Well, seems you're fine with it. That's okay with me. If you think it is because of me, I don't mind as well. Saying I don't have the attention span to learn it, shows you have no knowledge about me or what I do.

Seems to be a common thread with Mr RK - lest anyone say anything remotely bad about Sony and he will crap all over you - while his opinions should be respected it would be good if he used a tone that showed respect to others

I recently switched to a Sony and have a real love hate relation with it.
I love the images I am getting, love the light weight (I use to have a Canon 77D), and I like the focus system.
I also have big hands, and the Sony is very uncomfortable for me too, and that alone is a reason to go back to a Canon. The only thing keeping me on Sony is I have invested in the system and just do not have the means to switch to something new, I would be giving up a lot.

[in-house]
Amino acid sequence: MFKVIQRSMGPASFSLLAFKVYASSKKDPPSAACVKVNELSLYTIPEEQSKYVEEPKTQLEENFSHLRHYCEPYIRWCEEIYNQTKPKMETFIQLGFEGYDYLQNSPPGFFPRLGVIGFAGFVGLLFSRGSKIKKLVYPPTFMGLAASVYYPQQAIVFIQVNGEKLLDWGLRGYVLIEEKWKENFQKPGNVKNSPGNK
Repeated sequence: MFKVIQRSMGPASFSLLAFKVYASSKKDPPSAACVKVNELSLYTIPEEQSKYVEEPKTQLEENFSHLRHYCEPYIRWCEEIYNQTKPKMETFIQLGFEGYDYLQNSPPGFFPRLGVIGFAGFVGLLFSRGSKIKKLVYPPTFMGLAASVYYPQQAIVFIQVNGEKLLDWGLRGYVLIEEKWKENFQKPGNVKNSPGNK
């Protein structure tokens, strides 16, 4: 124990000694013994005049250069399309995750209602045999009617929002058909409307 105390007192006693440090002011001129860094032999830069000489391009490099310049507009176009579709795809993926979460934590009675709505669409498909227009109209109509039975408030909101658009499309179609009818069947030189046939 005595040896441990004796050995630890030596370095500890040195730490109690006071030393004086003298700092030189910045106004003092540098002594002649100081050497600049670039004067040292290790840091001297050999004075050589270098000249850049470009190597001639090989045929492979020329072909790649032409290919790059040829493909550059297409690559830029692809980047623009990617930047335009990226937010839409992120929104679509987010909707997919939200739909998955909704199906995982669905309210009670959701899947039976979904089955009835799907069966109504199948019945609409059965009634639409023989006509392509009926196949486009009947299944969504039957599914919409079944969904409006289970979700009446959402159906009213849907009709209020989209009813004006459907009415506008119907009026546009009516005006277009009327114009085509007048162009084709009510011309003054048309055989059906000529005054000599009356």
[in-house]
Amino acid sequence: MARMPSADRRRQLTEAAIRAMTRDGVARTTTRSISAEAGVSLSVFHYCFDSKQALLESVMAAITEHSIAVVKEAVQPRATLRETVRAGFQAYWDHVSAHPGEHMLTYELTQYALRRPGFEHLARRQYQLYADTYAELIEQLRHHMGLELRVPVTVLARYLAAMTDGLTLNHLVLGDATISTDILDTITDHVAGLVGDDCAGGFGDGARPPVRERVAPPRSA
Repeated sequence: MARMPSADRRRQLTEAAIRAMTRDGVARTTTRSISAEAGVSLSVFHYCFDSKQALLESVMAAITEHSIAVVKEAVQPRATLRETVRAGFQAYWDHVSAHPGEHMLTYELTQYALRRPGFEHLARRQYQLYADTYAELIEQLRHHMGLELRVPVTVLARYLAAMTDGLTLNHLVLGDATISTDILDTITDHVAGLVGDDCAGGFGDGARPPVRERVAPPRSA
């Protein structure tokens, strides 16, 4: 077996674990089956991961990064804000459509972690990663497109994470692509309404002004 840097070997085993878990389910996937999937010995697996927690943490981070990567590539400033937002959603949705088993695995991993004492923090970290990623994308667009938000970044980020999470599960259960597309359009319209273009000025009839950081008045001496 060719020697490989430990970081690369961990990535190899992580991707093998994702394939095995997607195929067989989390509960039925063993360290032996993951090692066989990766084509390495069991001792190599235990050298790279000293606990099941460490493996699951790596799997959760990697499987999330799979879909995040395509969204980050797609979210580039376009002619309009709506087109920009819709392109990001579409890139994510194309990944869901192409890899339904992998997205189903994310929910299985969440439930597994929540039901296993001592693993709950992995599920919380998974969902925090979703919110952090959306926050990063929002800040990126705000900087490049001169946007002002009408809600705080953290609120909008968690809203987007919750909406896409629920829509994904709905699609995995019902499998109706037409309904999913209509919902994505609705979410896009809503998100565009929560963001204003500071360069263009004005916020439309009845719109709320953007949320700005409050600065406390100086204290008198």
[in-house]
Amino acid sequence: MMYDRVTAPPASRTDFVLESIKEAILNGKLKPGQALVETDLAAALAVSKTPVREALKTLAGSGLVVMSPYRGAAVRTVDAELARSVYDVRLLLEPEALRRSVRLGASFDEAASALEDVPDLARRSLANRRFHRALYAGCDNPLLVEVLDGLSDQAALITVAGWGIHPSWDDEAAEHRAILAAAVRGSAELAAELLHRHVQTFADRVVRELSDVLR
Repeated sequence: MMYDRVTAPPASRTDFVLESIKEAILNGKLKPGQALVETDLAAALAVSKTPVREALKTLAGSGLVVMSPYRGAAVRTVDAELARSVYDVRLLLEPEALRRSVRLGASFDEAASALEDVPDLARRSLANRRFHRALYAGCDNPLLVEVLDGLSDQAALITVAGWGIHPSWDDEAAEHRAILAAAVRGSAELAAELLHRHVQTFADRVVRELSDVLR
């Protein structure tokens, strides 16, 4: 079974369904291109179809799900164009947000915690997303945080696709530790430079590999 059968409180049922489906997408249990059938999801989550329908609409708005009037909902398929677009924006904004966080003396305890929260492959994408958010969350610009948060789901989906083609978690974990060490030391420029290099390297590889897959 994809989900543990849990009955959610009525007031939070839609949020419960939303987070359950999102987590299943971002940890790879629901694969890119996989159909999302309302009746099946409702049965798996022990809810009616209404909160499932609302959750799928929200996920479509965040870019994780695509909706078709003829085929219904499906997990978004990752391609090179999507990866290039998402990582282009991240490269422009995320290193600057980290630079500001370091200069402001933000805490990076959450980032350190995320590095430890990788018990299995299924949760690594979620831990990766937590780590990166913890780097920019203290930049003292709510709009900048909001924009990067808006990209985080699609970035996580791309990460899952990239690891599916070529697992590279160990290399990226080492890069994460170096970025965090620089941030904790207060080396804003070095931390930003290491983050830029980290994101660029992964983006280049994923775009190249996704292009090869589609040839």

If I had the money, sure I would switch in a second, but sadly us hobby shooters, or those with tight budgets, moving is way to hard.
Now a few years down the road when I am ready to look at going full frame, maybe I will be more willing to give up stuff for the switch and just start fresh again on Canon.

Best thing I ever bought for my a7iii was a pinky extender. It changed how the camera felt in my hand. With it on, I can confidently band comfortably hold heavy lenses and now actually find my Canon 6D's grip oddly big feeling. Your mileage may vary, but for me with that grip on, I can comfortably hold the camera in hand for hours (such as the weddings I've shot with the camera). Hope that helps!

I have seen a few 3rd party grips for my a6500, not sure if I trust them all that much.
I know as some point I will go full frame, and then just get a Sony one that I know will work.

Here's what I use. I don't need extra battery capacity, just a mounting plate and access to the battery. It honestly transformed the handling of the camera. https://www.amazon.com/dp/B07B9G6X83/?coliid=I398KVPETWNH6W&colid=11DFKF...

That is a nice mounting plate. Clever design also.

What do you have it on? I do not see anything on the listing saying it would work on a a6XXX model. I do like that.

More comments